Spokesperson and Deputy Minister for Public Relations Cho Tai-young
Sep. 25, 2012 14:30 KST
Good afternoon. Let me start today’s briefing.
Today I have two announcements to make.
The first announcement is that the Ministry of Foreign Affairs and Trade will launch a project to boost public diplomacy.
With the aim of boosting public diplomacy, the Ministry will conduct a public broadcasting service in the public subway for a month in October.
The broadcast will be available for viewing on the monitors within the trains of subway lines 1,3 and 4. The program will highlight the importance of citizens’ participation in public diplomacy and various ongoing public diplomacy projects conducted by the Ministry.
The second announcement is on the conclusion of a Cultural Cooperation Agreement with Lebanon.
The governments of the Republic of Korea and Lebanon will conclude an Agreement on Cultural Cooperation.
It will be signed by ROK Ambassador Kim Byoung-gi to Lebanon and the Lebanese Minister of Culture Gaby Layoun.
The Agreement includes various plans of exchange and cooperation between the two countries in the sectors of culture, arts, education, tourism and sports, etc.
Both governments will conduct diverse cultural cooperation projects under the Agreement.
This is all for my opening statement.
Q: Minister Kim Sung-Hwan commented on the need to put the recent issues between the ROK and Japan in the context at the UN General Assembly session for countries concerned to have a correct understanding of history.
Please tell us whether his speech on the 28th will stay at that level or go any further than that.
A: The content of the keynote speech has not been finalized yet. We will consider things, including how Japan will address the issues, and then finalize our speech accordingly.
Q: The government said it will request China to verify the report on the country’s plan to establish a regular monitoring system on Ieodo. Please tell us whether this has been verified, and what the ROK government’s response will be.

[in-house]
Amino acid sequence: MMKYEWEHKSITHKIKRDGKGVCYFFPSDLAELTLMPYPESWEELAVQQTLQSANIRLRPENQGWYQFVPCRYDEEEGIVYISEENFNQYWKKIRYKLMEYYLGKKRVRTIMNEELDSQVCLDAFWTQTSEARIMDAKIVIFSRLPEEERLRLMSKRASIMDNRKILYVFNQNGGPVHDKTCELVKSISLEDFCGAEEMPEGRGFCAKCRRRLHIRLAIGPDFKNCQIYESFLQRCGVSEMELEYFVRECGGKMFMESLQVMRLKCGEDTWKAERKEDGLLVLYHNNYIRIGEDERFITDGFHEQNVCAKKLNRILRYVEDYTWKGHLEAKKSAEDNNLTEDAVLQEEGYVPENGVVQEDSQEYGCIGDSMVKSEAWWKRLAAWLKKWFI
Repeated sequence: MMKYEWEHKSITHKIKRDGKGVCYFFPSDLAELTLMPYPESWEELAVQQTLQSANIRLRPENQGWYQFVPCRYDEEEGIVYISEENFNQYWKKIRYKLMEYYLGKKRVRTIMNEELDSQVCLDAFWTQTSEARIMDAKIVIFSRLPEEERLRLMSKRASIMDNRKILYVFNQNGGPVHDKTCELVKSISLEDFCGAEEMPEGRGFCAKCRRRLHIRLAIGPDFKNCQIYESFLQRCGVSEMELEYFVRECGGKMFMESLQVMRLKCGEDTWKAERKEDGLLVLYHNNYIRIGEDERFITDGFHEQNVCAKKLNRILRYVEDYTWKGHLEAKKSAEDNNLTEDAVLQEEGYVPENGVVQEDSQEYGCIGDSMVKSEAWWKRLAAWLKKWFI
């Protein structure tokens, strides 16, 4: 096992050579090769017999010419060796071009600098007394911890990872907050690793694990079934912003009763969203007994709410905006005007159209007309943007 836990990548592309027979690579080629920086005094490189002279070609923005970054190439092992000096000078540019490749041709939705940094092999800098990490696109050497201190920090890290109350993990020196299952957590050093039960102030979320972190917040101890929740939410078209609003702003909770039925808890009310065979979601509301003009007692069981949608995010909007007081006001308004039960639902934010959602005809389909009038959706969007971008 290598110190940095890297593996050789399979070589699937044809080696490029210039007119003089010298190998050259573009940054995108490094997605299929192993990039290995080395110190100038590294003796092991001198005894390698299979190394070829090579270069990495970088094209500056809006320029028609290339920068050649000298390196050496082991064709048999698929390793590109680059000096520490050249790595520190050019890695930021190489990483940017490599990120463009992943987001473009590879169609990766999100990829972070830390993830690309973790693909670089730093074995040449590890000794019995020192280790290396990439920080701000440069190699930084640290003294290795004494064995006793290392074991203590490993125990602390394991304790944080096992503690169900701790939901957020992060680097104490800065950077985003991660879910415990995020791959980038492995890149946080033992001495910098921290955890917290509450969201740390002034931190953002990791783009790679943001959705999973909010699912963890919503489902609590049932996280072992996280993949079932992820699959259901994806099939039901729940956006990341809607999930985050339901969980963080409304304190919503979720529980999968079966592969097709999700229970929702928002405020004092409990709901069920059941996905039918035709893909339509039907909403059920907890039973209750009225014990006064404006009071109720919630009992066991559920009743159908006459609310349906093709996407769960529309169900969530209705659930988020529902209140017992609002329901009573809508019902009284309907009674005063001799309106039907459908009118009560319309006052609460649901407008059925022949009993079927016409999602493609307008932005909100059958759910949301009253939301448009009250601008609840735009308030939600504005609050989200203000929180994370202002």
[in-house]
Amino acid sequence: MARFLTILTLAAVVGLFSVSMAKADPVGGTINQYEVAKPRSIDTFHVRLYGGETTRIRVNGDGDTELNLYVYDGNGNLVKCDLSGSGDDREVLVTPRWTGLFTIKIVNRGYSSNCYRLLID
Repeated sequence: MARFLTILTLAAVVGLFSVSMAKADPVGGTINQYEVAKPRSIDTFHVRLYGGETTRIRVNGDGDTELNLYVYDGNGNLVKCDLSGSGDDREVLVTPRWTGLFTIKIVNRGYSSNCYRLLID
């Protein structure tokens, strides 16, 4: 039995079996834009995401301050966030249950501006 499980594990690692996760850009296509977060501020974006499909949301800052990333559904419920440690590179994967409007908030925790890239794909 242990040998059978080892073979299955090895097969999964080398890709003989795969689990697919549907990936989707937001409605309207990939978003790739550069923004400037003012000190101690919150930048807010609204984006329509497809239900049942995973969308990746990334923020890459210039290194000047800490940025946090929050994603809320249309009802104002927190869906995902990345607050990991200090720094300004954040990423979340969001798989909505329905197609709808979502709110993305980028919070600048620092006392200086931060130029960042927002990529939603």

A: We are checking the facts.
And we will do our best in running the Ieodo Ocean Research Station. Yet, the UN Convention on the Law of the Sea permits the freedom of voyage in and flight over the exclusive economic zone (EEZ).
Q: I am asking this out of curiosity. Have there been many cases in which Chinese vessels sailed very close to Ieodo?
A: Yes, to my knowledge, there have been.
Sailing in or flying over EEZs is allowed by the Convention on the Sea.
Q: Has there been any talk as to whether or not there will be a meeting between the ROK and Japanese Foreign Ministers on the sidelines of the UN General Assembly session? How likely do you think there will be one?
Has there been no talk that it could materialize?
A: Are you asking whether a meeting between the ROK and Japanese Foreign Ministers has been arranged on the sidelines of the UN General Assembly session?
A: No decision has been made yet.
Q: By when do you expect China to respond to us with regard to its plan related to Ieodo? Were you unaware of relevant moves before the release of the press report?
A: We learned about it from a press report on China’s announcement.
We are working to accurately verify relevant facts in this regard.
As I have just told you, we will make our utmost efforts for the Ieodo Ocean Research Station to continue its operation without disruption.
Nevertheless, navigation and flight around the area is permitted by the UN Convention on the Law of the Sea.
Should our exercise of jurisdiction over our EEZ be undermined in any way, though, we will respond firmly to the situation.
Q: You said that flights over other countries’ EEZs are allowed. Does that mean then that it is OK for China’s unmanned surveillance aircraft to fly over Ieodo?
A: We will first verify relevant facts, including the purpose of the flights. I think the foremost important thing is getting an accurate picture of the situation.
Q: When did the latest high-level meeting take place to discuss the demarcation of the EEZ around Ieodo? Should China’s plan be intended to lay a jurisdictional claim to the island, how will the ROK government respond?
A: I don’t remember exactly when the latest relevant meeting took place. In their meeting held on the sidelines of the ongoing UN General Assembly session, the ROK and Chinese Foreign Ministers agreed to expedite negotiations on delimiting the EEZ boundary.
However, as you must be aware, although the two countries have held numerous rounds of negotiations, a gap in their principles of demarcation has hindered them from reaching an agreement.
This being an important issue, though, the ROK government will work to delimit the boundary at an early date.
Q: Please tell us how the ROK government will respond in case China lays a jurisdictional claim to Ieodo. Could you also specify the number of occasions that China has made such claims?
A: I cannot specify the exact number. Let me tell you, though, that if the EEZ boundary between the ROK and China is demarcated in accordance with the median-line principle, Ieodo definitely belongs to the ROK maritime territory.
While China takes a different stance, we will make every effort to make sure that we maintain our jurisdiction over the island based on the aforementioned position.
I will conclude today’s briefing. Thank you.
* unofficial translation